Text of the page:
In our slim-obsessed society we often lump carbohydrates into one demonized category to be avoided at all costs. Carbophobes, listen up!! Not only are whole grains an excellent source of vitamin E, they’re crucial to your metabolism because they’re rich in B-complex vitamins. They’re also packed full of dietary fiber–a.k.a. your best ally against over-eating and weight gain.
Leeks are a great source of Vitamin A. In fact, one serving contains up to 1/3 of your daily recommended value. As a member of the onion family they are a great source of allicin, which has proven anti-fungal and antibacterial properties–part of what gives these green tubers prebiotic properties. Prebiotics have been proven to alleviate symptoms of IBS and may reduce the risk of certain kinds of cancer.
What You’ll Need:
- 6 cups low-sodium vegetable or chicken stock
- 2 tablespoons extra virgin olive oil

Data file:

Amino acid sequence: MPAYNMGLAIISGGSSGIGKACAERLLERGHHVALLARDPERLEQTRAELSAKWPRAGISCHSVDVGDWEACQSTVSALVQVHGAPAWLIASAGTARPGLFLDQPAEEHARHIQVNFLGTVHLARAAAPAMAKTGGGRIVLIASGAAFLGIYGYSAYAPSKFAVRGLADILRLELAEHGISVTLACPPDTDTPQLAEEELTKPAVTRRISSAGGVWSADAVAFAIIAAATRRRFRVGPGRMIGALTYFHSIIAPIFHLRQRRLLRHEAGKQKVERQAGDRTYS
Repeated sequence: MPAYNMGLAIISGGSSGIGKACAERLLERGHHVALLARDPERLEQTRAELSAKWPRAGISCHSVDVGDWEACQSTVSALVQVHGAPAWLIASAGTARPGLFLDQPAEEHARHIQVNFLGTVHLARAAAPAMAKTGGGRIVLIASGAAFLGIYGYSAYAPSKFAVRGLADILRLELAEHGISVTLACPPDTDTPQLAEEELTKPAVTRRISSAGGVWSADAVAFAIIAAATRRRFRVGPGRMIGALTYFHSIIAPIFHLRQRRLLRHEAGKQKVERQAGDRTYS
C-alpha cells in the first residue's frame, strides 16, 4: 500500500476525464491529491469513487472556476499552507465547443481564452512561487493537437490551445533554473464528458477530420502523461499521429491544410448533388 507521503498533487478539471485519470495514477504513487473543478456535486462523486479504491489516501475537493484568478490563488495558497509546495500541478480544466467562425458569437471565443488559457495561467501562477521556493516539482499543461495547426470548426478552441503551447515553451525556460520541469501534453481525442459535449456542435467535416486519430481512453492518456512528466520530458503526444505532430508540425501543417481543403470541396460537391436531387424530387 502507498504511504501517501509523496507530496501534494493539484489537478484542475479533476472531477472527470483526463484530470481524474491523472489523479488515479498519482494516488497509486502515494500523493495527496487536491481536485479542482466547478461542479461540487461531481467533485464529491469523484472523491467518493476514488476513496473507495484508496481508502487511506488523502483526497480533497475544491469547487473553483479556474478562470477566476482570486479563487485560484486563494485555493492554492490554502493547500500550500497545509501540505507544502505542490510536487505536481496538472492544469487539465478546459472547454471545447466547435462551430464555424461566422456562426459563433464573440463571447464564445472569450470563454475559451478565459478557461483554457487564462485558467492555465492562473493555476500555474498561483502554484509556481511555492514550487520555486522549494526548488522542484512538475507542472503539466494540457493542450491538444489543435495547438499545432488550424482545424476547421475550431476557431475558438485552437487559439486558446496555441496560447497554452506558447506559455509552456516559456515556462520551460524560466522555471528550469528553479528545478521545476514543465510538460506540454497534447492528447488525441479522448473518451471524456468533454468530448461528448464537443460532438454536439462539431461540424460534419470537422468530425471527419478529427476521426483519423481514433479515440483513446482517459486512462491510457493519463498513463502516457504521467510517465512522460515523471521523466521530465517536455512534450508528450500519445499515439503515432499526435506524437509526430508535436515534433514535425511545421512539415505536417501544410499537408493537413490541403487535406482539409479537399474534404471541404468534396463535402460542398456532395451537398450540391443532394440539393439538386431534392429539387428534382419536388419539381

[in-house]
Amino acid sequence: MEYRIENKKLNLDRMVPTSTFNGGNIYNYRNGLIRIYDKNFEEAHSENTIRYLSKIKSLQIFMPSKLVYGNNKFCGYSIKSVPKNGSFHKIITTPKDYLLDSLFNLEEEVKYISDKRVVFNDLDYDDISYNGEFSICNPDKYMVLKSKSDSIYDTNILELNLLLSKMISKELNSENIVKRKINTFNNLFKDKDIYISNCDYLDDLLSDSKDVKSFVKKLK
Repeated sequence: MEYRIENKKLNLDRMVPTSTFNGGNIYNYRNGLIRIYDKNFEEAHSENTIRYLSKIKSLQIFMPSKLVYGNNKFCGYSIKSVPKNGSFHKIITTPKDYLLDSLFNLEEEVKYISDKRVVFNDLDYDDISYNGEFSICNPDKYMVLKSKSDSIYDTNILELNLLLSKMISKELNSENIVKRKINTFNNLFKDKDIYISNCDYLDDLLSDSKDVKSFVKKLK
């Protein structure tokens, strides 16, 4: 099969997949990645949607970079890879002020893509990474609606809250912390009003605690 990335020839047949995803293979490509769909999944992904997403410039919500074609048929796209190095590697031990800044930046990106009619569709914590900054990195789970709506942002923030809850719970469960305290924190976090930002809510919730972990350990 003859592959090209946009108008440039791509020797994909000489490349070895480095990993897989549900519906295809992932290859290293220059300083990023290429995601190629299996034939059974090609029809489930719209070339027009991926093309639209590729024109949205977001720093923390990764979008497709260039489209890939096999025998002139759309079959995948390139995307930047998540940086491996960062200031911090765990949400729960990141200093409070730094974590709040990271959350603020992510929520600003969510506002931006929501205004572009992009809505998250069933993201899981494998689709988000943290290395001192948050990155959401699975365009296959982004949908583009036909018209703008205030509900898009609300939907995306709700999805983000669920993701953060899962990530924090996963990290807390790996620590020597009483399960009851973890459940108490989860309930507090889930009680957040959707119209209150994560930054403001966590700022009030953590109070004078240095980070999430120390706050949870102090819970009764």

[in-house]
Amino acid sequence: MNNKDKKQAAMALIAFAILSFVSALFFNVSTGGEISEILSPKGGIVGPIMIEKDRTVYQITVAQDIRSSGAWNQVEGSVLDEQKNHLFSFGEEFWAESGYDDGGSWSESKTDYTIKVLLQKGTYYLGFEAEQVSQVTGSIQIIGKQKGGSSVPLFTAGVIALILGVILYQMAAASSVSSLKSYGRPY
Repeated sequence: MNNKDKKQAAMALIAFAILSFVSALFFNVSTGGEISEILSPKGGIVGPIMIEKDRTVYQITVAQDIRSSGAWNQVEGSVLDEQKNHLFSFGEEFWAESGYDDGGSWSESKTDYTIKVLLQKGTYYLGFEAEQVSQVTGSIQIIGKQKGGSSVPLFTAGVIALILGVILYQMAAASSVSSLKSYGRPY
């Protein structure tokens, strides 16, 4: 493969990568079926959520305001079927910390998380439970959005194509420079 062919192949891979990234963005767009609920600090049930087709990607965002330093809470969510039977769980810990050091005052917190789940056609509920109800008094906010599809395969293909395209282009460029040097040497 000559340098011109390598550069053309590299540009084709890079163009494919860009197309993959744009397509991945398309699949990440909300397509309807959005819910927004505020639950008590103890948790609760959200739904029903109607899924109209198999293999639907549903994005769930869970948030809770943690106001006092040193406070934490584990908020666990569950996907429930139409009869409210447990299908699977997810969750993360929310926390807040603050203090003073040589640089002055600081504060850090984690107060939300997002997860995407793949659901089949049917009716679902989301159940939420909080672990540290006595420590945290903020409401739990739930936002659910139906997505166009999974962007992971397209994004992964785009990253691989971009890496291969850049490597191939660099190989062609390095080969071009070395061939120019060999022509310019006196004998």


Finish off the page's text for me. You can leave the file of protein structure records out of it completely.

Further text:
- 1 red onion, diced
- 3 leeks, white and light green parts only, rinsed thoroughly and sliced into rings
- 3-4 garlic cloves, minced
- 1 cup Arborio rice
- 1/2 cup dry white wine
- 2 cups cooked farro (3/4 cup uncooked)
- 1 cup fresh parsley, coarsely chopped
- Salt & pepper to taste
- 2 tbs fresh lemon juice
How to Make It:
- Bring stock to a simmer in a medium saucepan over low heat.
- Heat olive oil over medium heat in a large, heavy saucepan. Add diced onion and a pinch of salt, sautéing for 3-4 min. Then add leeks and sauté another 2-3 min. Once onions and leeks begin to soften, add garlic and Arborio rice. Cook about 3 min, or until rice begins to crackle.
- Pour in wine and cook over medium heat, stirring constantly, until the wine has almost completely disappeared. Stir in one ladleful of simmering stock. The stock should bubble not boil. Cook, stirring often, until it’s almost absorbed. Add another ladleful and continue cooking like this (adding more liquid when the rice is almost dry) until you’ve used up most of your stock and the rice is al dente.
- Stir in the pre-cooked farro (make it according to the directions on the package), parsley fresh lemon juice, and salt and pepper to taste. and herbs. Add another ladleful of stock and continue to cook for a minute, then a remove from the heat.
- The risotto should be creamy but not runny. If it’s dry, add a little stock.
Making this will be a labor of love. You’re constantly ladling and stirring, so grab a glass of wine and don’t drift too far from the stove. It’ll be worth it, I promise!